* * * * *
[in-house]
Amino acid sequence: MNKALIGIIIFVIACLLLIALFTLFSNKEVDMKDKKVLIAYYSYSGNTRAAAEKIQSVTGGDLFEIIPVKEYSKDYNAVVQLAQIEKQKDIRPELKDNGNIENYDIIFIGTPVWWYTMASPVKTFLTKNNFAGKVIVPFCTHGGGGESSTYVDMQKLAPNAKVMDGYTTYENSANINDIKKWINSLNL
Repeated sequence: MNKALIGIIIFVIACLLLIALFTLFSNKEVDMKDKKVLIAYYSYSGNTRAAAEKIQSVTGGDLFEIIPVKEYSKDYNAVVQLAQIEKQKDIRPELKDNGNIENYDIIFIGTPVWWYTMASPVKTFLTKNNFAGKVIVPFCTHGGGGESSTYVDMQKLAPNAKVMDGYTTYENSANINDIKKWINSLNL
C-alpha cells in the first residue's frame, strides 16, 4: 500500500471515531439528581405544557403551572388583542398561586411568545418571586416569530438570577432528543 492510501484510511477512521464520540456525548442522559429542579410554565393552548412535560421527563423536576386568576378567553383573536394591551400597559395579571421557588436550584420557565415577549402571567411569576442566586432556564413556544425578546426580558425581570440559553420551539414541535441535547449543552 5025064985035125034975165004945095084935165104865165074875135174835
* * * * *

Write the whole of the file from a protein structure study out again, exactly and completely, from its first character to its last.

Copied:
[in-house]
Amino acid sequence: MNKALIGIIIFVIACLLLIALFTLFSNKEVDMKDKKVLIAYYSYSGNTRAAAEKIQSVTGGDLFEIIPVKEYSKDYNAVVQLAQIEKQKDIRPELKDNGNIENYDIIFIGTPVWWYTMASPVKTFLTKNNFAGKVIVPFCTHGGGGESSTYVDMQKLAPNAKVMDGYTTYENSANINDIKKWINSLNL
Repeated sequence: MNKALIGIIIFVIACLLLIALFTLFSNKEVDMKDKKVLIAYYSYSGNTRAAAEKIQSVTGGDLFEIIPVKEYSKDYNAVVQLAQIEKQKDIRPELKDNGNIENYDIIFIGTPVWWYTMASPVKTFLTKNNFAGKVIVPFCTHGGGGESSTYVDMQKLAPNAKVMDGYTTYENSANINDIKKWINSLNL
C-alpha cells in the first residue's frame, strides 16, 4: 500500500471515531439528581405544557403551572388583542398561586411568545418571586416569530438570577432528543 492510501484510511477512521464520540456525548442522559429542579410554565393552548412535560421527563423536576386568576378567553383573536394591551400597559395579571421557588436550584420557565415577549402571567411569576442566586432556564413556544425578546426580558425581570440559553420551539414541535441535547449543552 5025064985035125034975165004945095084935165104865165074875135174835